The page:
Tuesday, August 10, 2010

SCOBES board exams: future testing and future high schools?

The State Consortium On Board Examination Systems (SCOBES) is planning working on high school assessments of English, math, science, history and the arts.   Check out a new, clear one-page summary of the SCOBES proposal for federal funding here, similar to the ones on PARCC and Smarter/Balanced that I blogged in July.

Board exams are a strategy for transforming our high schools.   The core idea is that when students succeed on those tests, usually after tenth grade, they will be ready to "move on" by taking one of five paths:
  • A community college transfer program designed to start them toward a four year degree at an open enrollment university.
  • A community or technical college certificate or degree program.
  • High school work preparing for a selective college or university.
  • High school work preparing specifically for STEM work at a selective college or university (with STEM meaning science, technology, engineering, and mathematics).
  • A high school career or technical program with industry certification.
A key insight from the summary:
SCOBES will not develop new assessments, but will review, select and certify a set of existing rigorous Board Examination System providers that member states and high schools can offer to their students. To be eligible, providers must align their systems to the Common Core State Standards.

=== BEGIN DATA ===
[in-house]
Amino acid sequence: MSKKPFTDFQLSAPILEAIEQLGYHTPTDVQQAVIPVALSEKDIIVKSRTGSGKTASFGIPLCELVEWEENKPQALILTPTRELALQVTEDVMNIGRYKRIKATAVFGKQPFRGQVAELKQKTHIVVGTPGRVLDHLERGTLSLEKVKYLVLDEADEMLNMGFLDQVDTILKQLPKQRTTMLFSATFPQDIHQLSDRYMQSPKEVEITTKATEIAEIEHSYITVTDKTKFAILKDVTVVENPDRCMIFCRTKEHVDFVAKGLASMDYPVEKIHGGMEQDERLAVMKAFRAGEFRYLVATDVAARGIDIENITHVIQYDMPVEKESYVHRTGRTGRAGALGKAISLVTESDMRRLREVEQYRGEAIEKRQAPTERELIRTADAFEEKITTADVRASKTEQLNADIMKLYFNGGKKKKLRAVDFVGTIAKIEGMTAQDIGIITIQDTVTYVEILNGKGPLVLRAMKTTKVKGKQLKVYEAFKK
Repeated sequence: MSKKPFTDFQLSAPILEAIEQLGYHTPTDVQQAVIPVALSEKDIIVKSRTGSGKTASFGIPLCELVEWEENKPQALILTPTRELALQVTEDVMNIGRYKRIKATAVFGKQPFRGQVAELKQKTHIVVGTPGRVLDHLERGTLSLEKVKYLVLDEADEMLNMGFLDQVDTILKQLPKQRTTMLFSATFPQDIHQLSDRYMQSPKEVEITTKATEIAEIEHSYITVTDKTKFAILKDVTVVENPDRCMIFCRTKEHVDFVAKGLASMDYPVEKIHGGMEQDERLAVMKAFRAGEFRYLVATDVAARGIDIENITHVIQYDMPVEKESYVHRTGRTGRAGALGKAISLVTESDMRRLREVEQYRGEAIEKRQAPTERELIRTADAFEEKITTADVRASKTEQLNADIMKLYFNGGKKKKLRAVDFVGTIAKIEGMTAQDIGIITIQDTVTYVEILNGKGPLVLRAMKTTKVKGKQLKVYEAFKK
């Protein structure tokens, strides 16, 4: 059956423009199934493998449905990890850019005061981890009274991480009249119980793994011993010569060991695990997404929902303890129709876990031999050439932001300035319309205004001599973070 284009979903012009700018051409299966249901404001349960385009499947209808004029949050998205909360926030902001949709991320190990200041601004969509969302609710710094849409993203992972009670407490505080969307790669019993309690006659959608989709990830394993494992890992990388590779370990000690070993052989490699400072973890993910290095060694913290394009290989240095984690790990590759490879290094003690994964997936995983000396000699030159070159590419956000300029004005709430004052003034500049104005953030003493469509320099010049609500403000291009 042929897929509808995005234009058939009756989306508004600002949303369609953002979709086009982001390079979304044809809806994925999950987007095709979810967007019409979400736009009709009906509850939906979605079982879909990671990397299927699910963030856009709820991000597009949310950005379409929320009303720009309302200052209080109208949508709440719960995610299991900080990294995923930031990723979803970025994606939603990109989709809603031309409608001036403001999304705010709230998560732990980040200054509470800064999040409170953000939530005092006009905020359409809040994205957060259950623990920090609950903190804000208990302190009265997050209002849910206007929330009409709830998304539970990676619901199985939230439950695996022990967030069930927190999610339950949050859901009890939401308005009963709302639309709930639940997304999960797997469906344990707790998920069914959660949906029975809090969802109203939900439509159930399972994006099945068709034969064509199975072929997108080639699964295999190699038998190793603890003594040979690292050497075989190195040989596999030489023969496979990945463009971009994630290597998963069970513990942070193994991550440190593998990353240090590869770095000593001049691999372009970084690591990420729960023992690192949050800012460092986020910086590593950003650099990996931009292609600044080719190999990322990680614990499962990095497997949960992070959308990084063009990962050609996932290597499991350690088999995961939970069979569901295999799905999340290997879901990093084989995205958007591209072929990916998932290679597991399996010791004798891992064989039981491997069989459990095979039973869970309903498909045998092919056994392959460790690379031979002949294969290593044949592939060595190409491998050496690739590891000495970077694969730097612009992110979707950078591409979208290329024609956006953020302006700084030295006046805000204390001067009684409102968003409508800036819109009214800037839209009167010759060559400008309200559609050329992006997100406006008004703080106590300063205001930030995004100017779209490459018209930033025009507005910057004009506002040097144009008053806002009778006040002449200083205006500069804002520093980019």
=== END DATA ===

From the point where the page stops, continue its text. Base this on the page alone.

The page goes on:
Because multiple systems will be considered, there will not be a single answer to questions about types of tasks, length of tests, and schedule for testing, but the summary does specify that "most" possible providers "rely heavily on essays and constructed-response questions and some also include coursework and assigned projects" and that "scoring is external, done either by machine or by hired, trained teachers."

Kentucky is a SCOBES member, and this major shift in direction is clearly an approach Kentucky will consider.  It is also a major bid to transform high schools, making the first half about demonstrating competency for the later options, moving a substantial group of students out of high school when that competency is shown, and asking the remaining students to choose a sharply defined direction for their remaining work.

Finally, though these board exams are not billed as "graduation exams," the summary does not show any   paths forward for students who do not succeed on the tests.  For those whose first board exam scores are below the needed level, is the plan to offer them added learning opportunities in preparation to retest?

1 comment:

  1. Good morning, Cindy! I know you're about to comment on this one. Maynard, Mel, and others, please do bring it on!


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